TMAO, a byproduct of intestinal bacteria—aka “gut flora”— is found to contribute to heart disease. A Cleveland Clinic study shows this could lead to an accurate screening tool for predicting future heart problems in people not traditionally considered at risk.
Stay informed about heart, vascular and thoracic topics in this continuation of The Beating Edge blog from our Heart & Vascular Institute, which is ranked No. 1 in heart care in the nation by U.S. News & World Report.
New research at Cleveland Clinic suggests that patients who’ve had heart surgery after chest radiation to treat cancer have almost double the risk of experiencing cardiac event.
Take heart, meat eaters: A research study unveiled that it’s not necessarily the fat in steak that could clog arteries and cause heart disease, but rather a nutrient called carnitine.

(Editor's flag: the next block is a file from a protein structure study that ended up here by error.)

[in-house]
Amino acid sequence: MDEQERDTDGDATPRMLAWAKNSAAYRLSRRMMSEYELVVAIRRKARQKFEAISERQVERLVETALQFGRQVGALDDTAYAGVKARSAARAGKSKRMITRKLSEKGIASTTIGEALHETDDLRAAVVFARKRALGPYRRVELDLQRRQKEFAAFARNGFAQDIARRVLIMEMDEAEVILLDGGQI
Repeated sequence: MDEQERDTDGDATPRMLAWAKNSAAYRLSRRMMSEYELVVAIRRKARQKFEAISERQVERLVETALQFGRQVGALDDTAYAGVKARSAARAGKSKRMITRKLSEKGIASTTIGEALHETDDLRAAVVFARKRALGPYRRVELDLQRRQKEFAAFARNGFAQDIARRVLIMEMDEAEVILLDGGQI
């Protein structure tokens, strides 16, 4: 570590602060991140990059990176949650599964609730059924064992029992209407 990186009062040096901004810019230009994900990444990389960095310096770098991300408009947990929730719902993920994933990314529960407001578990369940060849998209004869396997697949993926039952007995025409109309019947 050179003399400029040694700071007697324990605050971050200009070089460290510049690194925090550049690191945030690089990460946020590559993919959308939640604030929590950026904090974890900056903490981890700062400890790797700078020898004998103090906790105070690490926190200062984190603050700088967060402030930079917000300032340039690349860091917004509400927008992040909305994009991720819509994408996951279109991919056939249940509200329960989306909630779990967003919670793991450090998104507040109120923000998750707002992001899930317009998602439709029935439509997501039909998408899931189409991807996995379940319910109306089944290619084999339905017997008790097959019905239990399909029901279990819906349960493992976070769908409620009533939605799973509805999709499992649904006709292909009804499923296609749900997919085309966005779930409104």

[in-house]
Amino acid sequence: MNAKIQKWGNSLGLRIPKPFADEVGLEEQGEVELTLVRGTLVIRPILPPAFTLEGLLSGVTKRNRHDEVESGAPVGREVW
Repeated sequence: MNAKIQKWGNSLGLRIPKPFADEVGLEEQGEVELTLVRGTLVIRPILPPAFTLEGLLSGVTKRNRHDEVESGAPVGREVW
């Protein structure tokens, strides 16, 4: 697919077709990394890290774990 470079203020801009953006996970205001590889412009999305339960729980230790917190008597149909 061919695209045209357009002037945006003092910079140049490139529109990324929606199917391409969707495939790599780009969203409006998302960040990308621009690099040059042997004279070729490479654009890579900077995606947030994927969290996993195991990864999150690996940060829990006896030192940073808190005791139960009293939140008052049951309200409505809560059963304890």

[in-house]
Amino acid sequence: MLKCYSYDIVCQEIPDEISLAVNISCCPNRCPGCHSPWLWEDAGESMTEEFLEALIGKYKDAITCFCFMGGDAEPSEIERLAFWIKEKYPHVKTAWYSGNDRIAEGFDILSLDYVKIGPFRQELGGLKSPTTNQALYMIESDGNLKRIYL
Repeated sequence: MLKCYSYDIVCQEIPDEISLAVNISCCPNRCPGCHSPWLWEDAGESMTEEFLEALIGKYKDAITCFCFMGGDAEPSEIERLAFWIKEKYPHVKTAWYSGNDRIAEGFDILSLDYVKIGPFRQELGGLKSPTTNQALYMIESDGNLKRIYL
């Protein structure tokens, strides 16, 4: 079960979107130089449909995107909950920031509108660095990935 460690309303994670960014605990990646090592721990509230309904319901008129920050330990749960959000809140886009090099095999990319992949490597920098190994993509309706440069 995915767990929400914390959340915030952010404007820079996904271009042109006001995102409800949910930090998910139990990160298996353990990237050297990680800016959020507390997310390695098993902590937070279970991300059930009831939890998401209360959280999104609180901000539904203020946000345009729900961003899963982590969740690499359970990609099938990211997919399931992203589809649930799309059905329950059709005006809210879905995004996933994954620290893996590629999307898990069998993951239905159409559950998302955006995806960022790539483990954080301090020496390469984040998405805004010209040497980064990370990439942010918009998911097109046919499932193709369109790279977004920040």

All medications and supplements, no matter how seemingly harmless, should be discussed with your cardiologists first. Learn which medications to be wary of.
If you or a loved one has recently been diagnosed with heart disease, you may be feeling overwhelmed. Richard Krasuski, MD, Cleveland Clinic cardiologist, shares helpful, actionable advice.
A new study finds that women who suffer from migraines with aura are at an increased risk for problems with their heart and blood vessels.
Do you know the difference between sudden cardiac arrest and a heart attack? Although the terms are sometimes used interchangeably, they are actually two distinct cardiac conditions.
It was at Cleveland Clinic where Lee Hoaglan not only received a life-saving heart operation, but chose to marry his wife.
We manage the bad cholesterol and promote the good—but there’s a little-known type called Lp(a), and a recent study suggests that increased levels of it might cause aortic stenosis.
Scot Blesch is on the road to valve repair. He picks up the story that began with a mitral valve regurgitation diagnosis, and shares his journey to Cleveland Clinic, and back to flying.